According to the survey, 77% of full-time workers said they’d lost sleep on an average night due to work stressors. Among hybrid workers, 88% reported losing sleep on a nightly basis to work stress, compared with 71% of remote workers and 73% of in-person workers.

“What’s not surprising is that some employees in a hybrid workstyle could potentially feel more burnout or heightened stress,” Schultz said. Still, she said Canon has found workers appreciate the flexibility that comes with a hybrid arrangement and believes it might contribute to greater productivity.

Although she can’t say for certain whether workers are napping at home during office hours, she said she hasn’t had managers reach out regarding productivity concerns.

“Employees are generally happier with our current hybrid model, and it’s led to fewer performance issues,” Schultz said.

Although naps can have benefits, sleep researchers say frequent napping can be a sign of a sleep disorder or a medical issue, said Dr. Gary Wohlberg, director of South Shore University Hospital’s Sleep Lab. 

“No question, the sleep hygiene in this country isn’t so good,” Wohlberg said. “People burn the candles at both ends commonly.”

Additionally, conditions like sleep apnea can be a common cause for daytime exhaustion and frequent napping.

“You could be sleeping eight hours a night and still be tired,” he said.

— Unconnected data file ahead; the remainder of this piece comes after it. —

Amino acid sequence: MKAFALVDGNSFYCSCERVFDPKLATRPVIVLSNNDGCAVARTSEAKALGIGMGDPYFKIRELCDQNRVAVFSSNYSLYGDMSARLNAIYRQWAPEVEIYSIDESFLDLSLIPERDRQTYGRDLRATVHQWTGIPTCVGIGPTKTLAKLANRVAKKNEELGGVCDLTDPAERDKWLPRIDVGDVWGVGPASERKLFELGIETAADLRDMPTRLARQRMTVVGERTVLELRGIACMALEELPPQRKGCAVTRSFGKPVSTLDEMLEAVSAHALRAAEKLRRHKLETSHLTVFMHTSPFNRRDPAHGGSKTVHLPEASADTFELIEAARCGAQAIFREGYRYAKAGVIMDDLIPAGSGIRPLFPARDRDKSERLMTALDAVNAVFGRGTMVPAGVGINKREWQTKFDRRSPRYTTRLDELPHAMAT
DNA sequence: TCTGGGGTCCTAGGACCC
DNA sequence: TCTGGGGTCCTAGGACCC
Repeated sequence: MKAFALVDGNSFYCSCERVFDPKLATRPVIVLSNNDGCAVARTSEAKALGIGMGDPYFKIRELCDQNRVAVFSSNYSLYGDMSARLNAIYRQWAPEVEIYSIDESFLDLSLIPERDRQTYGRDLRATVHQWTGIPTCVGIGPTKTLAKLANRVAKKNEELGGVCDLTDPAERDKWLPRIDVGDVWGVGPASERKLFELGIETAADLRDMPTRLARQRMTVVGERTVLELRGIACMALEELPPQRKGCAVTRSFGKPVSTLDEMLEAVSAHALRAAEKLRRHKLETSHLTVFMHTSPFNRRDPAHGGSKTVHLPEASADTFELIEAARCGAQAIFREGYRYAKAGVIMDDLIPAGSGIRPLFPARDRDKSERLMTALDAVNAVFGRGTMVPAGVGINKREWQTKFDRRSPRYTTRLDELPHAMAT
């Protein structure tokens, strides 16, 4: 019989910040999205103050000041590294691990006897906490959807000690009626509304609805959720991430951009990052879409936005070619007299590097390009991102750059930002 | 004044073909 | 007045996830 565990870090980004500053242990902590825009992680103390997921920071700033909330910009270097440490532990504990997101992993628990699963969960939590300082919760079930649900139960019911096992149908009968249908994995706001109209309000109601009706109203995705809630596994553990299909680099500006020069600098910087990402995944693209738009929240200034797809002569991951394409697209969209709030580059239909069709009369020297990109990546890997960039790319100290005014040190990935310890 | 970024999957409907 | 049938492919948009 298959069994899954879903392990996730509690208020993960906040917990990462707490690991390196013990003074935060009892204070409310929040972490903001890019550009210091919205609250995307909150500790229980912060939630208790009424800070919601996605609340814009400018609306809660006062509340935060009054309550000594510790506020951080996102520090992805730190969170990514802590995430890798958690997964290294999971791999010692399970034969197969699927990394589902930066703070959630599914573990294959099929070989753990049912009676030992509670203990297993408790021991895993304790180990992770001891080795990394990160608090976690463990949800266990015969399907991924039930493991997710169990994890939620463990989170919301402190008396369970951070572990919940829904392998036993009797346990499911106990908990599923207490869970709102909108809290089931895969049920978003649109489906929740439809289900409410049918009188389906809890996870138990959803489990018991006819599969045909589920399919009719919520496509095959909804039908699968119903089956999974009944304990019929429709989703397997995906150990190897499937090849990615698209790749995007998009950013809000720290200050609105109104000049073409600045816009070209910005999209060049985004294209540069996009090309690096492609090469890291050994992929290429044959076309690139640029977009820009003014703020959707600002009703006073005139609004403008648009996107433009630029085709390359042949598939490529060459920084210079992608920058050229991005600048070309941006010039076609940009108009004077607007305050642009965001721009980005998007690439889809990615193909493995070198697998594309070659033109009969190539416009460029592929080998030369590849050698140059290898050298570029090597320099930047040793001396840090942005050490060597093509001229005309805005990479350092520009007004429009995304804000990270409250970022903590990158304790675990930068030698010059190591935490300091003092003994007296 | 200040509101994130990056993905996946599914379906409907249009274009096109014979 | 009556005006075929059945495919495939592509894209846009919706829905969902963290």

Around a third of workers say they nap during work hours at least once a week, according to a recent survey of full-time employees.

The survey, conducted by Sleep Doctor, a Seattle-based wellness company that tests sleep-related products, found that 33% of the 1,250 workers it polled said they slept at least once a week while on the job. In total, nearly half of workers surveyed — 46% — said they’ve napped on the job at least a few times a year.

Unsurprisingly, remote and hybrid workers were more likely to nap during work hours than in-person workers. On a weekly basis, 34% of remote workers take naps compared with 45% of hybrid workers and 27% of in-person workers.

“Remote work, napping, and stress during the pandemic, these sorts of themes have been around for a few years since the work paradigm shifted” in favor of more remote options, said David Rubin, a certified sleep science coach with Sleep Doctor and an author behind the survey, released last month.

WHAT TO KNOW

  • The survey found that 33% of the 1,250 workers polled said they slept at least once a week while on the job.
  • Nearly half of workers surveyed — 46% — said they’d napped on the job at least a few times a year. The poll was conducted by Sleep Doctor, a Seattle-based wellness company that tests sleep-related products.
  • Remote and hybrid workers were more likely to nap during work hours than in-person workers.
  • On a weekly basis, 34% of remote workers take naps compared with 45% of hybrid workers and 27% of in-person workers.

Rubin said while some in management might be shocked to hear how many workers may nap during the day, especially those who work from home, he doesn’t think employers should then assume workers “are at home being lazy and sleeping all day.’”